ATLANTA — A Georgia Senate committee has passed a bill overhauling the state's 911 system and training standards following an 11Alive Reveal investigation last year that found dozens of people had been in need of life-saving assistance at Atlanta's airport while 911 operators were expressly barred from giving them.
Reveal Chief Investigator Brendan Keefe reported Tuesday afternoon that the bill had advanced unanimously out of the Georgia Senate Public Safety Committee.
The 22-page bill would, among a number of new reforms, "provide for Next Generation 911 systems and services," and "revise training requirements for communication officers."
Specifically, the revised training requirements would include mandatory telephone-CPR training and annual in-service training for all 911 operators.
The Reveal investigation from last year found that since 2019, at least 45 people have required CPR or suffered cardiac arrest at the airport. Officials confirmed seven of those people were eventually "brought back" and later discharged from the hospital - but wouldn't confirm what had ultimately happened to the other 38 people.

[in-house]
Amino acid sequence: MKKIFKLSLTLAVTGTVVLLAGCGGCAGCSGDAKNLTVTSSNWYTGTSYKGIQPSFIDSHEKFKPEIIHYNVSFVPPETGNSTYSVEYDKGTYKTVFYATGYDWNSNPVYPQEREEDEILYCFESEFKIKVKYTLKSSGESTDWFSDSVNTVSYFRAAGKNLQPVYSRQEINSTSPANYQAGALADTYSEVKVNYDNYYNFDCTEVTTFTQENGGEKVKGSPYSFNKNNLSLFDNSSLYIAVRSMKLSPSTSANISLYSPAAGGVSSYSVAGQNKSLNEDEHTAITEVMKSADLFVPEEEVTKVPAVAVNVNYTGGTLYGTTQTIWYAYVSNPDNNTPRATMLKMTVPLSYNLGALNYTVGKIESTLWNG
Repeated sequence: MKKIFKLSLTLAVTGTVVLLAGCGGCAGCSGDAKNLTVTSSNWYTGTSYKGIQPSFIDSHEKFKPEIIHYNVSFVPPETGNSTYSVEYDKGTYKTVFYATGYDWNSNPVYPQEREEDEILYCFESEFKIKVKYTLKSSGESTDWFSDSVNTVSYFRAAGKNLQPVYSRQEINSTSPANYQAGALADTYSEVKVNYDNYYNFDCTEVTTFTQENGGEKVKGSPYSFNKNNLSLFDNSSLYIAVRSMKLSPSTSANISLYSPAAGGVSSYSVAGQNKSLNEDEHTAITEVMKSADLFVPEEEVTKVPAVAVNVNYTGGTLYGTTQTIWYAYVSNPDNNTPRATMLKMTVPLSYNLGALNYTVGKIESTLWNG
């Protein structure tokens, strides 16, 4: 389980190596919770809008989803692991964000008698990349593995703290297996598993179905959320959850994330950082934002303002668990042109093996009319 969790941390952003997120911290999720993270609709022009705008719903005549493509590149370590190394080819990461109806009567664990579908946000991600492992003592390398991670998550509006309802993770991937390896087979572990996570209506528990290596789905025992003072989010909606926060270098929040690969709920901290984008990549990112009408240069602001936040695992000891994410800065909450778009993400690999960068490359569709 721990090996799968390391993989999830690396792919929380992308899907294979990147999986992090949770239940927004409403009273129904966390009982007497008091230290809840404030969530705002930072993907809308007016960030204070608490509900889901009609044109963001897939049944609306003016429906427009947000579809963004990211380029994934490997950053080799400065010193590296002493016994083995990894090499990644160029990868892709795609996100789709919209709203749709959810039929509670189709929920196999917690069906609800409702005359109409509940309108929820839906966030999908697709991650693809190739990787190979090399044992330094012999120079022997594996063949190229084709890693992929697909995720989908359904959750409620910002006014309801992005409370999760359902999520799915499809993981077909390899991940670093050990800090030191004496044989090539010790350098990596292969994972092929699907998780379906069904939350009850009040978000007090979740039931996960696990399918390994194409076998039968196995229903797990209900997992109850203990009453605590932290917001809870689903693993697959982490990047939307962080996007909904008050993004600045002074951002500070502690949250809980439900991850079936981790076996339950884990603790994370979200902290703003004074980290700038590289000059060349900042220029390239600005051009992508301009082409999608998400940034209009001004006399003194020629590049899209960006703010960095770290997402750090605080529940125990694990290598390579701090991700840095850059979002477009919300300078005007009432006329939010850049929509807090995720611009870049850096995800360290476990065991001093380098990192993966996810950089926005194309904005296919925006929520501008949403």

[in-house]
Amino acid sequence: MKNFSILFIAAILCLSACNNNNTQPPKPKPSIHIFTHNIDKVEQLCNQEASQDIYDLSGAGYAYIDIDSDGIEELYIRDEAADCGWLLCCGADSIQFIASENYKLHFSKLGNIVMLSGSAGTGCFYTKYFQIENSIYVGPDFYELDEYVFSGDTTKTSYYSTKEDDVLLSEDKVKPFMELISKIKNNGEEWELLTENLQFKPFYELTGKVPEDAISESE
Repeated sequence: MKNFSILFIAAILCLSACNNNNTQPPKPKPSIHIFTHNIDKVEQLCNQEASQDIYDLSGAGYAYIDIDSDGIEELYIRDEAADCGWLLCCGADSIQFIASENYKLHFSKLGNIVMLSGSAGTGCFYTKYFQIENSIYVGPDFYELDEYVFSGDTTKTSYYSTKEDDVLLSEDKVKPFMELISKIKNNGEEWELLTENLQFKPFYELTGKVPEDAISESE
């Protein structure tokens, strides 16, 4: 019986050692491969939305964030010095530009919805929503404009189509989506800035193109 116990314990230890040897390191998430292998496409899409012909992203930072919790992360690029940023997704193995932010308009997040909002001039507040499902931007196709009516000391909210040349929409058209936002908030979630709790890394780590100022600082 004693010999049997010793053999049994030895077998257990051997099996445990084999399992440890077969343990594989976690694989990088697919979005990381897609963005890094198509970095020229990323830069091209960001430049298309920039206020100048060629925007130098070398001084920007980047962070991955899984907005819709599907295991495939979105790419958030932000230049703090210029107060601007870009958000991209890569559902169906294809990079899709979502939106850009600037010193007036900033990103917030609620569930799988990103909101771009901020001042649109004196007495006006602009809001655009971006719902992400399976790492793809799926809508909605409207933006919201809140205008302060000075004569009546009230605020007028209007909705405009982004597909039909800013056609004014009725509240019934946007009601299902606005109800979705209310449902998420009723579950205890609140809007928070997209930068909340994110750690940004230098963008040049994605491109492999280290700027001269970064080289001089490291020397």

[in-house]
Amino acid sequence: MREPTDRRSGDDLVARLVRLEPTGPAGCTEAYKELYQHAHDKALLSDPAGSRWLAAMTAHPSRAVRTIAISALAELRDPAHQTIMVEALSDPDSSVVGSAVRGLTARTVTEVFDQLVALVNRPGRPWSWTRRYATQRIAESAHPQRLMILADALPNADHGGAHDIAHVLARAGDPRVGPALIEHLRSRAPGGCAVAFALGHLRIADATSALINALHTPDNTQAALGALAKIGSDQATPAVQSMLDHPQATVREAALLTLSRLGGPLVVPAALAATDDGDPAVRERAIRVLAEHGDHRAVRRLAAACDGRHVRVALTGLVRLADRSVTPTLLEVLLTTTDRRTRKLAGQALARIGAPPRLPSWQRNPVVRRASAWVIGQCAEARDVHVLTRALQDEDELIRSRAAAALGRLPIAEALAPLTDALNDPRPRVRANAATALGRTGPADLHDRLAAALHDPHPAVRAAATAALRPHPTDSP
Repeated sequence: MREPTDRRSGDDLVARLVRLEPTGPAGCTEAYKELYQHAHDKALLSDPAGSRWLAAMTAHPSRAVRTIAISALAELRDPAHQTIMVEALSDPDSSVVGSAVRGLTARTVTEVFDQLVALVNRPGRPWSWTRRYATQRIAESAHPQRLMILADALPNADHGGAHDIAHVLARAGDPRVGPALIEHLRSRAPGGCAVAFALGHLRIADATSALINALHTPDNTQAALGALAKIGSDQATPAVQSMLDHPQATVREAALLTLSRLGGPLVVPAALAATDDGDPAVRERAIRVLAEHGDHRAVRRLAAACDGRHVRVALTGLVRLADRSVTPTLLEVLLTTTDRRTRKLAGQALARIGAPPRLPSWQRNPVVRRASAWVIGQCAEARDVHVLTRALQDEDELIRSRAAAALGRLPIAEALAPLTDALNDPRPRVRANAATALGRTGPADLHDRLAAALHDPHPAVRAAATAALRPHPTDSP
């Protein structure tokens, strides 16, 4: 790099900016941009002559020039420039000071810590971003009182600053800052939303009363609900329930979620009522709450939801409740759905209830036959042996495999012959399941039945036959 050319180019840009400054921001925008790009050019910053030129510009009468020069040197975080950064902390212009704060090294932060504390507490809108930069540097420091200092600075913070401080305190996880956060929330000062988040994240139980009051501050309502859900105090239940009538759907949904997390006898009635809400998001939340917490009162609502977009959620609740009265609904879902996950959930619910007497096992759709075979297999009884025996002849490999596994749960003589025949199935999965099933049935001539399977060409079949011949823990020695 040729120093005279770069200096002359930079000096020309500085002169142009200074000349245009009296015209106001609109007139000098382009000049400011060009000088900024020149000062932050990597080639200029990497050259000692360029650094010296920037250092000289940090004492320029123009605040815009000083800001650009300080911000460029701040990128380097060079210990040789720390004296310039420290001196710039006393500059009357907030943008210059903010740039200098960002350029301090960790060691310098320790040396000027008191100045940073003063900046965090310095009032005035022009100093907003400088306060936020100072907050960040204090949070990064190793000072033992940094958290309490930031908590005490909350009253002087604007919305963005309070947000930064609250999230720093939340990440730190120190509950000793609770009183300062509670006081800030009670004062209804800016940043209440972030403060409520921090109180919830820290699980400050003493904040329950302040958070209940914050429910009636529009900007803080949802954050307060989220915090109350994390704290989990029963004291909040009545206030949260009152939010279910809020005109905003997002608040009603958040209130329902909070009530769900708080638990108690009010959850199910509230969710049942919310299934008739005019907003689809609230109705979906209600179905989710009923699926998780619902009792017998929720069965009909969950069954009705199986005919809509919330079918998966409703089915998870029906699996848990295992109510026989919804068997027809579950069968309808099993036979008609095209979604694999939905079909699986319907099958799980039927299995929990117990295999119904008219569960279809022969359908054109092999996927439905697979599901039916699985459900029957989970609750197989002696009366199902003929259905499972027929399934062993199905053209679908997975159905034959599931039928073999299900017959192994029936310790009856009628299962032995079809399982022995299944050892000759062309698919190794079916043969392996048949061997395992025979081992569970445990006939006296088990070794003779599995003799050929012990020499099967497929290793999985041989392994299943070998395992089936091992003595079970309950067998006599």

Following the investigation, the airport began training its 911 operators to provide CPR instructions over the phone.
In the meantime, The Reveal team found that more than half of all primary 911 centers in Georgia choose not to train their dispatchers in CPR or Emergency Medical Dispatch.
Georgia does not require CPR training for 911 operators, leaving it up to each 911 center to decide if they want to use it or not.
A bill similar to the one passed by the Senate Public Safety Committee was introduced in the Georgia House in March 2021, but did not advance out of the House Public Safety and Homeland Security Committee.